Concertina for Beginners


Celtic music is often played very fast and with a specific rhythm. But, when played at a more moderate pace, Celtic music elicits a wider range of emotions and exhibits many flavors that are lost when the music is played very fast. If every song is played very fast, every song will sound exactly the same, and people will get bored no matter how fast you play. It is the odd sharps and flats, wide variety of styles and speed, and expressed emotions that tickles the brain and keeps people interested.

The advantage of the English concertina is that it plays well in any key on any type of tune that is melodic. It adapts well to music from many different cultures and time periods. When traveling, you can bring only one English concertina to play many types of tunes and keys with many odd sharps and flats because it is chromatic. Tunes which are melodious or are enhanced by smooth playing are usually good candidates for the English concertina. The English concertina often allows more control over phrasing and expression. If you want broad variety, then the English has a definate advantage.

Rythmic / dance tunes often tend to play better on the Anglo concertina. This is partly due to a speed and rythm advantage of being able to play another note by simply changing bellow directions instead of finger movement. The fact that it has fewer keys and they are arranged horizontally, also means there is less distance for the fingers to travel giving another speed advantage. But the Anglo is not chromatic. And excess emphasis on rhythm or speed can obscure the magic of the melody and emotional expression. The best musicians do not try to speed up the tempo so much; instead they try to play with increased expression, ornamentation, and improvisation. Today, Celtic dance music is played so fast, that the dancers can't even keep up.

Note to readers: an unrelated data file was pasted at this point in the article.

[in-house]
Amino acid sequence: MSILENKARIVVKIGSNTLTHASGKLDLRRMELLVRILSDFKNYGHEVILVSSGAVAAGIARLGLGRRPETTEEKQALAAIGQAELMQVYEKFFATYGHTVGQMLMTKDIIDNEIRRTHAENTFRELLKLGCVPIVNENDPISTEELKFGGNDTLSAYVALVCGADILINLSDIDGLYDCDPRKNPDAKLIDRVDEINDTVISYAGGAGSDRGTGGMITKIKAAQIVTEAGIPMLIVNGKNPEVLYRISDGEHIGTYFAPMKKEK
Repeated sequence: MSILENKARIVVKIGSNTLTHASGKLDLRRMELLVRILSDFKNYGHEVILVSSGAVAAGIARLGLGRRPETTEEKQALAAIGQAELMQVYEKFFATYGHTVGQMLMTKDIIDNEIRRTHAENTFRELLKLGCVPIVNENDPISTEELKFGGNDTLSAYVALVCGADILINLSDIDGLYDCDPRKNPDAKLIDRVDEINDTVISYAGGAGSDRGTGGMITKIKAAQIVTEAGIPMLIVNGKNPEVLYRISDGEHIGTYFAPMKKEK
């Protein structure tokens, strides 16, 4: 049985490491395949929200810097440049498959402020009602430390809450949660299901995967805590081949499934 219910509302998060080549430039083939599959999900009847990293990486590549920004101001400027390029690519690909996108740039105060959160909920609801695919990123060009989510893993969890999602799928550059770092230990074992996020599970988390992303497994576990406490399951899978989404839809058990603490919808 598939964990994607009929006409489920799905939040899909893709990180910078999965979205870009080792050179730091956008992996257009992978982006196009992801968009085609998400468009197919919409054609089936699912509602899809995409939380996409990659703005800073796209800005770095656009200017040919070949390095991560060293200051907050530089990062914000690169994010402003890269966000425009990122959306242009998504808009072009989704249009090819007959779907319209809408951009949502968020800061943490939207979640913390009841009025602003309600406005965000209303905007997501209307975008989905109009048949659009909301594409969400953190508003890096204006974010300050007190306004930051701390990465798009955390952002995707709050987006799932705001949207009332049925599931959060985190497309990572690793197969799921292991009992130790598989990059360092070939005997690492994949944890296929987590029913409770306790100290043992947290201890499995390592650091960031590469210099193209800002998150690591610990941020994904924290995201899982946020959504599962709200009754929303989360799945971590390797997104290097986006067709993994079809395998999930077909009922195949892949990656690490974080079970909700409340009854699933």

Most Celtic tunes were written for a specific instrument, such as the harp, flute, whistle, etc. The audio clips on this web site were played using English concertinas. That does influence the choice of tunes. The tunes on this site are some of the more melodic examples of Celtic music.

One trick that is useful when first trying to learn a new difficult song is to play it every day until you become very proficient at it. Then the brain seems to move it closer to the central core for faster access. Then you can drop back to practicing it once a week to maintain that proficiency.

The key to playing fast is to play slow. At every practice, play very slow the first time through, and notice every note. Then play faster and faster. If you always play fast, it isn't long before the brain tries to take shortcuts.

Also, the parts of the brain that are used for playing are not exactly the same as the parts used for listening and recognition. Practice listening and recognizing almost as much as you practice playing. And then not only practice playing by yourself but also practice playing with others on you tube, midi, etc. This requires extra co-ordination between the different parts of the brain.

Before discussing rythm it is important to point out that most tunes will play with the correct rythm fairly naturally without much effort because of the way they are written. But some songs can be played either way; such as reels and hornpipes. Playing in a session with a good Bodhran drum player will make it much easier to play with correct rhythm.

Reels are usually 4/4 time and are played with the emphasis on the ONE; ONE 234 ONE 234 ONE 234

Jigs are usually 6/8 time and are played with the emphasis on the ONE and FOUR; ONE 23 FOUR 56 ONE 23 FOUR 56 ONE 23 FOUR 56

Hornpipes are usually 4/4 time and are played with a bouncy emphasis on the ONE and THREE; ONE 2 THREE 4 ONE 2 THREE 4 ONE 2 THREE 4

Play List of Beginner Tunes

Fanny Powers Key G - Air Lord Inchiquin King of the Fairies Waltz - Inisheer Waltz - Give Me Your Hand Slip Jig - The Butterfly (Irish Traditional) Far Away The Waltz Book pg 21 Si Beag Si Mohr by Turlough O'Carolan Snowy Path Key D - Slip Jig Stan Chapman WAV Greensleeves Frank Roche's Favorite Planxty Irwin Childgrove Rakes of Kildare Lucy Farr's Nicky McCauliff's Hills of Tara